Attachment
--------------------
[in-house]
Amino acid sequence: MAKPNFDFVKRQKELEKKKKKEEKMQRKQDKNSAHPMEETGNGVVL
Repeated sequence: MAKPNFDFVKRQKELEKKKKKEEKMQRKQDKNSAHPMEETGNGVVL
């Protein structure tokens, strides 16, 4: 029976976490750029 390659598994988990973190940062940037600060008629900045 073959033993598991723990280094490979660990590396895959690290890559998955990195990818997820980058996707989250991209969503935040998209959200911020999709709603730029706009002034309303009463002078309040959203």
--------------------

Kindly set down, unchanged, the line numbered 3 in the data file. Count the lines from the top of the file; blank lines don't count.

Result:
Repeated sequence: MAKPNFDFVKRQKELEKKKKKEEKMQRKQDKNSAHPMEETGNGVVL